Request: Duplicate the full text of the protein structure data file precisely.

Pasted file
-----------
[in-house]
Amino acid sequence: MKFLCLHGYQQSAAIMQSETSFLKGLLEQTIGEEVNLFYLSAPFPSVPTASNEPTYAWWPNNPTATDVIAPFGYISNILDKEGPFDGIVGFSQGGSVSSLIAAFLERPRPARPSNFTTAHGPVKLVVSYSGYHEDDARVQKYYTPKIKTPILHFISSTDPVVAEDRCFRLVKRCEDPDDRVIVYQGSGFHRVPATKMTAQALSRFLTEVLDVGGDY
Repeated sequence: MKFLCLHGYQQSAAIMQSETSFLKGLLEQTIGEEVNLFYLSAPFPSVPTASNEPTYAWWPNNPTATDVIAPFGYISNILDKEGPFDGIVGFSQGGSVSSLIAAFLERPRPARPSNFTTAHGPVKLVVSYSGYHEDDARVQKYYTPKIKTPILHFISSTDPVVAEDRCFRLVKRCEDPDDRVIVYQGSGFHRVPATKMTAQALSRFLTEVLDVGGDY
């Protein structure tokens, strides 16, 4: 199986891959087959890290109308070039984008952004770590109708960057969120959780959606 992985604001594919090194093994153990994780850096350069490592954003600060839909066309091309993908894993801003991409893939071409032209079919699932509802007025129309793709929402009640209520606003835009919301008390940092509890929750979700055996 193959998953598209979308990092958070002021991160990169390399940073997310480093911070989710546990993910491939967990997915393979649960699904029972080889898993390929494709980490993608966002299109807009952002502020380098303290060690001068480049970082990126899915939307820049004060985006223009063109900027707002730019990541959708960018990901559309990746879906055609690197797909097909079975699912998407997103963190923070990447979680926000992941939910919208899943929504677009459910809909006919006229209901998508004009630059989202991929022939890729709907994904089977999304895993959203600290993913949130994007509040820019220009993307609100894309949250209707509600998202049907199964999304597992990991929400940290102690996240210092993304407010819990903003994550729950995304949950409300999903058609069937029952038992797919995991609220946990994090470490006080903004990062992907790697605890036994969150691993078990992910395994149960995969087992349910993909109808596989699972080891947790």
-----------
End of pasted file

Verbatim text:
[in-house]
Amino acid sequence: MKFLCLHGYQQSAAIMQSETSFLKGLLEQTIGEEVNLFYLSAPFPSVPTASNEPTYAWWPNNPTATDVIAPFGYISNILDKEGPFDGIVGFSQGGSVSSLIAAFLERPRPARPSNFTTAHGPVKLVVSYSGYHEDDARVQKYYTPKIKTPILHFISSTDPVVAEDRCFRLVKRCEDPDDRVIVYQGSGFHRVPATKMTAQALSRFLTEVLDVGGDY
Repeated sequence: MKFLCLHGYQQSAAIMQSETSFLKGLLEQTIGEEVNLFYLSAPFPSVPTASNEPTYAWWPNNPTATDVIAPFGYISNILDKEGPFDGIVGFSQGGSVSSLIAAFLERPRPARPSNFTTAHGPVKLVVSYSGYHEDDARVQKYYTPKIKTPILHFISSTDPVVAEDRCFRLVKRCEDPDDRVIVYQGSGFHRVPATKMTAQALSRFLTEVLDVGGDY
């Protein structure tokens, strides 16, 4: 199986891959087959890290109308070039984008952004770590109708960057969120959780959606 992985604001594919090194093994153990994780850096350069490592954003600060839909066309091309993908894993801003991409893939071409032209079919699932509802007025129309793709929402009640209520606003835009919301008390940092509890929750979700055996 193959998953598209979308990092958070002021991160990169390399940073997310480093911070989710546990993910491939967990997915393979649960699904029972080889898993390929494709980490993608966002299109807009952002502020380098303290060690001068480049970082990126899915939307820049004060985006223009063109900027707002730019990541959708960018990901559309990746879906055609690197797909097909079975699912998407997103963190923070990447979680926000992941939910919208899943929504677009459910809909006919006229209901998508004009630059989202991929022939890729709907994904089977999304895993959203600290993913949130994007509040820019220009993307609100894309949250209707509600998202049907199964999304597992990991929400940290102690996240210092993304407010819990903003994550729950995304949950409300999903058609069937029952038992797919995991609220946990994090470490006080903004990062992907790697605890036994969150691993078990992910395994149960995969087992349910993909109808596989699972080891947790």